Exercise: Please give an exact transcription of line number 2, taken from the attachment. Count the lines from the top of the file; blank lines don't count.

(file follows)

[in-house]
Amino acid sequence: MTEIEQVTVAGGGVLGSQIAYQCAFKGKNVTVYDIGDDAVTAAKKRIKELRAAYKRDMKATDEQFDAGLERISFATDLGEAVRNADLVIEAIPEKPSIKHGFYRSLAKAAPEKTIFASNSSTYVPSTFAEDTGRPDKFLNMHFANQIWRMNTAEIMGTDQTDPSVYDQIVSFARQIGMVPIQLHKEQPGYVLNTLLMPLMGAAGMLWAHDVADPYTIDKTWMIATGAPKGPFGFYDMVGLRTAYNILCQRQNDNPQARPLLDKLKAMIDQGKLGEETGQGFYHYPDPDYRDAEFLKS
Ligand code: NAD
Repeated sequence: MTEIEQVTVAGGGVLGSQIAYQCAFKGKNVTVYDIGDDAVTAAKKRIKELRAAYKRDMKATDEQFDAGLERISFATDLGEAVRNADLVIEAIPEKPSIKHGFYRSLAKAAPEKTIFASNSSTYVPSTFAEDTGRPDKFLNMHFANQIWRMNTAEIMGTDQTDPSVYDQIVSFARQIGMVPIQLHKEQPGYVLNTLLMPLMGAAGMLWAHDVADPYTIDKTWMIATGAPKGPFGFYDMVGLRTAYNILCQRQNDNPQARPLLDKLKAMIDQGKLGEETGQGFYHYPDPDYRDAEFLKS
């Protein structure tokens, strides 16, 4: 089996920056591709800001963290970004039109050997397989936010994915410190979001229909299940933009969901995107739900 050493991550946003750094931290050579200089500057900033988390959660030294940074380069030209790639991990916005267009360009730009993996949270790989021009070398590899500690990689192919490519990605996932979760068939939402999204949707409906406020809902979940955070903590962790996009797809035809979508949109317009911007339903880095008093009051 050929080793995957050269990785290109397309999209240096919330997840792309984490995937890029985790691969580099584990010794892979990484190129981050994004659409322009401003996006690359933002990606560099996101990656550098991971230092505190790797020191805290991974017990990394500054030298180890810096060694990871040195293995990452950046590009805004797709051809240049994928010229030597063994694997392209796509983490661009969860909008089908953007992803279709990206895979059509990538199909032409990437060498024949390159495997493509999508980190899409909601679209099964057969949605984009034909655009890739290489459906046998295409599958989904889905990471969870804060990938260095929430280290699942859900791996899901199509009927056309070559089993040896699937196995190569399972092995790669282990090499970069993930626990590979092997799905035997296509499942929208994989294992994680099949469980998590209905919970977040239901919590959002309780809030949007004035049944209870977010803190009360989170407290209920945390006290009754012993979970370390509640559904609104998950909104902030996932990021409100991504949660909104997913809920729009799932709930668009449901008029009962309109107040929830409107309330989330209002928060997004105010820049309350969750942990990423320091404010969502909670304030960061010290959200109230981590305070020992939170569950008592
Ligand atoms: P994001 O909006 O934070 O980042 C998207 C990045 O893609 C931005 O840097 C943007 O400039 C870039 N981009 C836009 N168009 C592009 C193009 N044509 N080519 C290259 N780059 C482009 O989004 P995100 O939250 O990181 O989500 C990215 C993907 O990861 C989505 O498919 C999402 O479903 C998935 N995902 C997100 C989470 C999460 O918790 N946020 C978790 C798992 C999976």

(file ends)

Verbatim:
Amino acid sequence: MTEIEQVTVAGGGVLGSQIAYQCAFKGKNVTVYDIGDDAVTAAKKRIKELRAAYKRDMKATDEQFDAGLERISFATDLGEAVRNADLVIEAIPEKPSIKHGFYRSLAKAAPEKTIFASNSSTYVPSTFAEDTGRPDKFLNMHFANQIWRMNTAEIMGTDQTDPSVYDQIVSFARQIGMVPIQLHKEQPGYVLNTLLMPLMGAAGMLWAHDVADPYTIDKTWMIATGAPKGPFGFYDMVGLRTAYNILCQRQNDNPQARPLLDKLKAMIDQGKLGEETGQGFYHYPDPDYRDAEFLKS